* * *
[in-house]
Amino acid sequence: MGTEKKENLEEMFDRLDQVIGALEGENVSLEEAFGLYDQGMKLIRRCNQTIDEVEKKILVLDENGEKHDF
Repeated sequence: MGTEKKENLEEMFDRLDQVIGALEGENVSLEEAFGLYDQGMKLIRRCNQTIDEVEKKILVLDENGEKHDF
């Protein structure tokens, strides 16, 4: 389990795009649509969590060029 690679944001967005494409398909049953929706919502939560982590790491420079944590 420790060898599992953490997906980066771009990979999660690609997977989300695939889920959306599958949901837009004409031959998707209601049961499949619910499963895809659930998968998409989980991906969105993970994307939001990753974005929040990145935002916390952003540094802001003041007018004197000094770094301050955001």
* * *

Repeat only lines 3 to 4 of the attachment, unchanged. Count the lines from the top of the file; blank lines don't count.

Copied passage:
Repeated sequence: MGTEKKENLEEMFDRLDQVIGALEGENVSLEEAFGLYDQGMKLIRRCNQTIDEVEKKILVLDENGEKHDF
């Protein structure tokens, strides 16, 4: 389990795009649509969590060029 690679944001967005494409398909049953929706919502939560982590790491420079944590 420790060898599992953490997906980066771009990979999660690609997977989300695939889920959306599958949901837009004409031959998707209601049961499949619910499963895809659930998968998409989980991906969105993970994307939001990753974005929040990145935002916390952003540094802001003041007018004197000094770094301050955001």